Terms to watch out for
pathogen: the causative agent of a communicable disease. For example, influenza (disease) is caused by influenza virus (pathogen); malaria (disease) is caused by species of Plasmodium (pathogen). It is a common mistake to use the term for the disease when you actually mean the pathogen, and vice versa
The sample was tested for measles virus not The sample was tested for measles
pathology: the study of diseases; do not use to mean disease
per cent, percentage
per cent: a term meaning units per 100
percentage: a statement of a quantity or rate expressed as the unit per cent
See also Percentages
See interval, period
principal (adjective): most important
principal (noun): a chief or head of a group (eg school principal)
principle (noun): a rule of conduct or a fundamental truth
See also hypothesis, law, theory
Proof is a dangerous word in the context of science because its common, scientific, mathematical and legal meanings are all different. This has been used to discredit scientists when they are asked, for example, to ‘prove’ evolutionary theory, that genetically modified foods can do no harm or that something else is irrefutably true. Such demands are at odds with the nature and process of science, which can disprove things that are untrue but be unable (philosophically) to prove them. Science is said to support propositions with varying degrees of probability (see significant, statistically significant), which may be so consistently high that the propositions can be relied on. Safer alternatives to proof that are often used include supported, established and demonstrated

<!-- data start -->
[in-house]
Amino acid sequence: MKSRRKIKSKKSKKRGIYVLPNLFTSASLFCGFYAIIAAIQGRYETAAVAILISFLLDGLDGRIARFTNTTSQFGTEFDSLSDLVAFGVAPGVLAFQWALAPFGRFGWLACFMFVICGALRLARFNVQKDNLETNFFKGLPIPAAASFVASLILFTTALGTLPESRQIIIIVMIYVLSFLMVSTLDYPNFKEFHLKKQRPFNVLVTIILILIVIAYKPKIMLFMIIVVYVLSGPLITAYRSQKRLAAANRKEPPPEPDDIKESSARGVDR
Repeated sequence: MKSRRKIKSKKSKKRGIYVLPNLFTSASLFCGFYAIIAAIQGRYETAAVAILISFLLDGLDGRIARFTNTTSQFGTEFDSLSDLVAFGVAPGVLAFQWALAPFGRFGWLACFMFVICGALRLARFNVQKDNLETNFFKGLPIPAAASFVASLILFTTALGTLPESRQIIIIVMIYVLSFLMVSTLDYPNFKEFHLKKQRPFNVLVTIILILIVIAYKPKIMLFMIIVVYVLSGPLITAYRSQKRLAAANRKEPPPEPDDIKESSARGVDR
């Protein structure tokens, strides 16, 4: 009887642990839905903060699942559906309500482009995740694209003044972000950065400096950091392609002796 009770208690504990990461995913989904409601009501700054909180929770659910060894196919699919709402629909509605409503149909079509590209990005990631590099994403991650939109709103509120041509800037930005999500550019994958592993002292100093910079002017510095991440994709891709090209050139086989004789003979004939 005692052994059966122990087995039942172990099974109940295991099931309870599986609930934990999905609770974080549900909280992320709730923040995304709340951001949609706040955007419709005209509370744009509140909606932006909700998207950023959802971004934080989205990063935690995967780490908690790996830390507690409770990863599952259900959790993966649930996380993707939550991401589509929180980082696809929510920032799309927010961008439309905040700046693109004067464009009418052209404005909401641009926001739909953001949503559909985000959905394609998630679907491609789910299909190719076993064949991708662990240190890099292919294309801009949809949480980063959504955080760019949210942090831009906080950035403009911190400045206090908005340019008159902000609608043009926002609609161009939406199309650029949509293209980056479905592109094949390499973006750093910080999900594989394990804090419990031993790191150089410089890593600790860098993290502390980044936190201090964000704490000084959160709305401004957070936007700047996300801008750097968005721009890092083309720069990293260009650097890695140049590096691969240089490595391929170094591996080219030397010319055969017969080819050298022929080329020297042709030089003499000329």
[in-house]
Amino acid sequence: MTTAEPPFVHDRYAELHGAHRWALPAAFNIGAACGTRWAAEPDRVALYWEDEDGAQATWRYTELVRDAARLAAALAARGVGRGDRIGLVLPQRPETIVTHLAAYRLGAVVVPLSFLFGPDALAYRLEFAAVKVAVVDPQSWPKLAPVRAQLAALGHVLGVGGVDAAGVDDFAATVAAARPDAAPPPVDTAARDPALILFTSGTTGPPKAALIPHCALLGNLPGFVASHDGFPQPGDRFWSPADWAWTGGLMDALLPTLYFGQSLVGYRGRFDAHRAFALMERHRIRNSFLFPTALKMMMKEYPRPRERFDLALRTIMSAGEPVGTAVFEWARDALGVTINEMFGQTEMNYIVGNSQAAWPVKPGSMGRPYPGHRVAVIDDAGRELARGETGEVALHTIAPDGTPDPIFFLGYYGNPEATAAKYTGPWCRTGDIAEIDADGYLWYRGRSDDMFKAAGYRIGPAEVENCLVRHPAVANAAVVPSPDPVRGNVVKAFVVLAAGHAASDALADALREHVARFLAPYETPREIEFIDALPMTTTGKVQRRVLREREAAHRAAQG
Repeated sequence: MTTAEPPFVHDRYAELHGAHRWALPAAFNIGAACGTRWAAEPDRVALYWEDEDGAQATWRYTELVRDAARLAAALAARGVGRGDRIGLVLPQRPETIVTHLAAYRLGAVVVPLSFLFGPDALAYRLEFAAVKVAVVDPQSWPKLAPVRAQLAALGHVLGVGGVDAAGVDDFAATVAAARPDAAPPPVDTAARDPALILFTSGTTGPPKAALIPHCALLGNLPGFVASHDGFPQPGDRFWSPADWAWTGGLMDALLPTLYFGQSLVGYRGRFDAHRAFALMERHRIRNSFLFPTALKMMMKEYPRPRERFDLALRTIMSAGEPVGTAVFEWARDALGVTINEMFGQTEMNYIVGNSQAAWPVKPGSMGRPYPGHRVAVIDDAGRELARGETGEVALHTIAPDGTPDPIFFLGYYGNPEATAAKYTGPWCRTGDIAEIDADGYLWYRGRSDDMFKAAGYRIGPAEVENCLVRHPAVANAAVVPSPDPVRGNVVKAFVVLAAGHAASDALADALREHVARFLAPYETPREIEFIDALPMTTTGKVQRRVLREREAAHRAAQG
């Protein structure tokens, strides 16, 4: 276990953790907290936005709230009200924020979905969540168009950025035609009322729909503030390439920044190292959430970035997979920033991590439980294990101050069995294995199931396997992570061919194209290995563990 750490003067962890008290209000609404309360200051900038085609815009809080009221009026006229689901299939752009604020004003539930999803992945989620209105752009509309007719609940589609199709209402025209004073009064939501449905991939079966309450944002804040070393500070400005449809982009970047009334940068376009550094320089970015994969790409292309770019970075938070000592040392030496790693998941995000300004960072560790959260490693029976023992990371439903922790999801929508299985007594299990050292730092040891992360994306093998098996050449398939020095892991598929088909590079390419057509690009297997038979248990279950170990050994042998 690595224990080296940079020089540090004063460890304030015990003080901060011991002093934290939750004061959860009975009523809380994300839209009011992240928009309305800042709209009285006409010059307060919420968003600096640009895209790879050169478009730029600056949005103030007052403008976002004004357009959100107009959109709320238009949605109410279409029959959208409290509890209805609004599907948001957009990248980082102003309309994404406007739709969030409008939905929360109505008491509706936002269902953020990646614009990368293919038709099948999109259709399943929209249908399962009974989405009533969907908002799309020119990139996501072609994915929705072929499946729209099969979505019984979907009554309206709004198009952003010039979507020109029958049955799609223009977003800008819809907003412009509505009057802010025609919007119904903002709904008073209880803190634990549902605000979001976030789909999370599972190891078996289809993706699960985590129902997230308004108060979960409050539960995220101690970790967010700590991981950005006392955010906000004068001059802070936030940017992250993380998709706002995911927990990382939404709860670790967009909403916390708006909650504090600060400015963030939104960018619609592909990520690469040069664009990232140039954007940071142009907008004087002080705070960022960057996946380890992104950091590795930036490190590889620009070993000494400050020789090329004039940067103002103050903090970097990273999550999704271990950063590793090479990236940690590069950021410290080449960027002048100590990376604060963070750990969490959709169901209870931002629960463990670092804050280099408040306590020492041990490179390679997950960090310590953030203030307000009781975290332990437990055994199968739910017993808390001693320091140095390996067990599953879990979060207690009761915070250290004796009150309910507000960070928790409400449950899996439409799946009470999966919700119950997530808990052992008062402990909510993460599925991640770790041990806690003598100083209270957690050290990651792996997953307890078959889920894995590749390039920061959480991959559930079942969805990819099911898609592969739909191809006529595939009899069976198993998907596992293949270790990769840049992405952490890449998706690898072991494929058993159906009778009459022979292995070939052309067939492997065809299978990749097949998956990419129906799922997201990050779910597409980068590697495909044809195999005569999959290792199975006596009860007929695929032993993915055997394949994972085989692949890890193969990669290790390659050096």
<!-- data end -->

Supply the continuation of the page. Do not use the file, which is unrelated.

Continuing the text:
Theories of global warming are well established in science.
Clinical trials have strongly supported the effectiveness of quinine.
Despite the above, proof and prove have technical meanings within science and technology – for example, ‘proving’ cannons to show that they are functional and the ‘proof’ of spirits of a certain strength.
proof (mathematics): a statement shown to be valid by logical argument
proof (legal): that which has been declared to be so by a jury, judge or legal authority